In our zest to learn social media, and websites, and all things internet that we can use to sell our art… we tend to forget the traditional methods that reigned before the world wide web.
Sure, some of those methods are outdated and a bad use of your time.
But some of them are still great! Tried and true, if you will.
One of my favorites is postcards.
Snail mail in general garners quite the reaction from people. You send a physical card in the mail, and you often receive a phone call to thank you for the card (even if it was a thank you card in the first place!).
But when artists use snail mail, they almost always see an increase in their sales within just a few months.
There are a lot of ways to do snail mail and before I talk about all the great ways, I want to get out of the way the one I don’t recommend:
I DON’T RECOMMEND YOU DO ANY ACTUAL SELLING THROUGH POSTCARDS OR LETTERS.
So you shouldn’t be asking them to buy something from you or mentioning new pieces within the context of prices or availability.
Those things are total turn offs and ruin that snail mail experience that makes them so excited to get something from you! It’s kind of like getting another bill. Yuck!
You want your fans to feel really good when they think about you.
You want them to think of you as someone they like, someone who makes them a little happier (through your artwork and your demeanor).
So if not for selling, how should you use mail?
This should be all about building a deeper connection with your fans – both those who have bought before and those who haven’t.
I recommend three different types of communication by mail.
1 The mass mailing.
Send a postcard (as a letter, this type of mail usually looks like you’re trying to hard or you’re desperate) with pictures of a piece you’re working on or just completed.
Treat it like the piece has already sold so you’re not tempted to put sales-y language in the postcard. Write something simple about your experience creating this new artwork. This postcard probably won’t have any sort of “call to action” (thing you’re asking them to do after reading it). You’re just building the relationship by letting them see inside your world a little.
2 The personal note.
Send a handwritten letter or card directly to one person who you know something about. This is one of those “just thinking about you” kind of letters.
It’s often easiest to write when you ask them a question about their life. If you know they have kids, ask them how the kids are liking school this year. If you know they just moved, ask how the move went. If you know they live in upstate New York, as how crazy their winter has been.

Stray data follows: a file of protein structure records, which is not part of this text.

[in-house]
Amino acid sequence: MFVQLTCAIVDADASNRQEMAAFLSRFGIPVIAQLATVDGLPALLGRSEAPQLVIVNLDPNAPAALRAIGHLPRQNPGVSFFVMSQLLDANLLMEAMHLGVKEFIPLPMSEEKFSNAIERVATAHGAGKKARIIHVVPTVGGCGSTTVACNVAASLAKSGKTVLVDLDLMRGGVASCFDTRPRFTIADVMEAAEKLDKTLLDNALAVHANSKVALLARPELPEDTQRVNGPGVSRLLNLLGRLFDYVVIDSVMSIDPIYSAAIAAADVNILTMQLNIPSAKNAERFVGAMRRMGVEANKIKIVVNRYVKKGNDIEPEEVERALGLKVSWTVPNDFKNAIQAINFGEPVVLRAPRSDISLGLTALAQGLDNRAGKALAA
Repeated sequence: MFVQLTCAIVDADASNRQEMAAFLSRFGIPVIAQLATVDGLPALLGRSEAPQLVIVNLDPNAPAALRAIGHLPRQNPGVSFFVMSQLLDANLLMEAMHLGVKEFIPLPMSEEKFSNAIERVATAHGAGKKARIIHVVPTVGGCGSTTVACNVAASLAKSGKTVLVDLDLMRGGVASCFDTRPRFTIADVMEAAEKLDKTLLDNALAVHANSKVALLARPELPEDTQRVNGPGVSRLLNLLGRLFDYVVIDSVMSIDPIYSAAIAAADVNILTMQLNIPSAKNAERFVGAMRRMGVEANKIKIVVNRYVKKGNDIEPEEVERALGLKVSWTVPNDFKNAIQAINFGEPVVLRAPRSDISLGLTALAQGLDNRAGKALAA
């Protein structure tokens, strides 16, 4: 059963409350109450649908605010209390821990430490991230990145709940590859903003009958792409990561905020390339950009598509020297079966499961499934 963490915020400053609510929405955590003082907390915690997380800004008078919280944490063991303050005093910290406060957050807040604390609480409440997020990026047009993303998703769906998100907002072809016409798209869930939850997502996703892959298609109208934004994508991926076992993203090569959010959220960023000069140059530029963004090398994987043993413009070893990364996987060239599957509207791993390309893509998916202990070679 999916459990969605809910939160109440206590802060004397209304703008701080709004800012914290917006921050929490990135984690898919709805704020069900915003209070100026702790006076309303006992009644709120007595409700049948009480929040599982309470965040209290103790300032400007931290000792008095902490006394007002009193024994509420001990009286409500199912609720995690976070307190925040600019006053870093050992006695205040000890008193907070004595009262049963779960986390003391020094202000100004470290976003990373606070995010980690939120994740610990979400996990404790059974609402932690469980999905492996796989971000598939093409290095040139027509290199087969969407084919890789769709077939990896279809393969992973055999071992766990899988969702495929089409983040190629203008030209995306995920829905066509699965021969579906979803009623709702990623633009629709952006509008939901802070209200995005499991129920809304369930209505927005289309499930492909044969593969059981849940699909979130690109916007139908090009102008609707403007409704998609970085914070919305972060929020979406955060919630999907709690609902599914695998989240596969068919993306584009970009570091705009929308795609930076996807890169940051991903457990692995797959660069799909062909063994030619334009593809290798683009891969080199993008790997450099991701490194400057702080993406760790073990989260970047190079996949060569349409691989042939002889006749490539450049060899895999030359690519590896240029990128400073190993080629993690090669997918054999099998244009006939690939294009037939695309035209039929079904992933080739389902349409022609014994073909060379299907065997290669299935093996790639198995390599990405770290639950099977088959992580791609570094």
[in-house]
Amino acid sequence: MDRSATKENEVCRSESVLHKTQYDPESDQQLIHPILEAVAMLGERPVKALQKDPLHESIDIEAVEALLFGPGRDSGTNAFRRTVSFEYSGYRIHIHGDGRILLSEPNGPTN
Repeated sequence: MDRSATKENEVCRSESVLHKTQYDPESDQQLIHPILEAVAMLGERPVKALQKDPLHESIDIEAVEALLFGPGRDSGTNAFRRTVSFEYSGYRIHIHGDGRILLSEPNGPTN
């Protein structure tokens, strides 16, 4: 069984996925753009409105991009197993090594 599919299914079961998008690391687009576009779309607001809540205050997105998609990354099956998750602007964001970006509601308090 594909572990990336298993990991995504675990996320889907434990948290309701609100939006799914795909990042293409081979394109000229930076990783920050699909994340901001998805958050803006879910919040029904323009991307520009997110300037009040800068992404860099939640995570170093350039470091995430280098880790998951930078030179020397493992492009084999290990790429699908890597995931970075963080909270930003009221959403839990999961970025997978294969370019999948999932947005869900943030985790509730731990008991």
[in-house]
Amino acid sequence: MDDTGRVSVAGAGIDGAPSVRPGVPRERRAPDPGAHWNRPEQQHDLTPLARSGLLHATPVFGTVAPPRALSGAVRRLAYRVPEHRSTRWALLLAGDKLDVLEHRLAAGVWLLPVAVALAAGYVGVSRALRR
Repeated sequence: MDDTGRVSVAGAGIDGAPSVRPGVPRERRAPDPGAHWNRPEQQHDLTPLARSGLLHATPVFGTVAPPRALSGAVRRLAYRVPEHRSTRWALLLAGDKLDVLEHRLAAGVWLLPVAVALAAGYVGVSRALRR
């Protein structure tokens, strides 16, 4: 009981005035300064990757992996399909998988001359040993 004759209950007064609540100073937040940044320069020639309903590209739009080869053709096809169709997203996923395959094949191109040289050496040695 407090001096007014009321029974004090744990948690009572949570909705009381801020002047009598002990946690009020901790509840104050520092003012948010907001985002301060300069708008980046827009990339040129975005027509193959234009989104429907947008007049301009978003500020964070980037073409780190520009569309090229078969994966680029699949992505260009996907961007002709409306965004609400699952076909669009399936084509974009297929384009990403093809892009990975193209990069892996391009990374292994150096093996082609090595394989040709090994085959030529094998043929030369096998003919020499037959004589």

Throw in a little about you too, so it’s not all one-sided. This should feel like writing a pen pal. It’s a friendship, even if you’re not really close yet.
3 The event invitation.
Send a postcard inviting fans within a reasonable distance to come to your exhibitions and other events. Make sure it feels like an invitation, not like an announcement. You want that warm feeling of being personally invited, like the host might be checking off RSVPs and really wants you to be there.
Your postcard could even use the phrase “you’re invited” if you like. Include lots of images of your art, even if it’s a group exhibition. Don’t just send out the same exhibit postcard that the gallery is sending to their list, but your art isn’t even on it. Remember you want your fans to feel like you’re really asking them to come to something for you. You want them to be there, and they’re not just another warm body.
While those are my favorite types of mail to send, you could send other things. Just make sure you think about your goal for the mail and decide which elements need to be a certain way to support that goal.
Does it need to be a letter, a greeting card, or a postcard? Should it be handwritten? Do I sign it? Do I send it to everyone or just to certain people – by location, by situation, or based on whether or not they’ve bought in the past, etc?
Take your time, rather than sending it on impulse out of excitement.
You want your mailings to make a big impact and feel really special.
These postcards will build relationships with your fans and customers so they keep thinking of you when they think of their favorite artists and when they’re ready to buy art.
Make them a top priority in your life and genuinely care about their happiness & wellbeing, and your art business will thank you in addition to the personal fulfillment you’ll feel from such a relationship with a fan.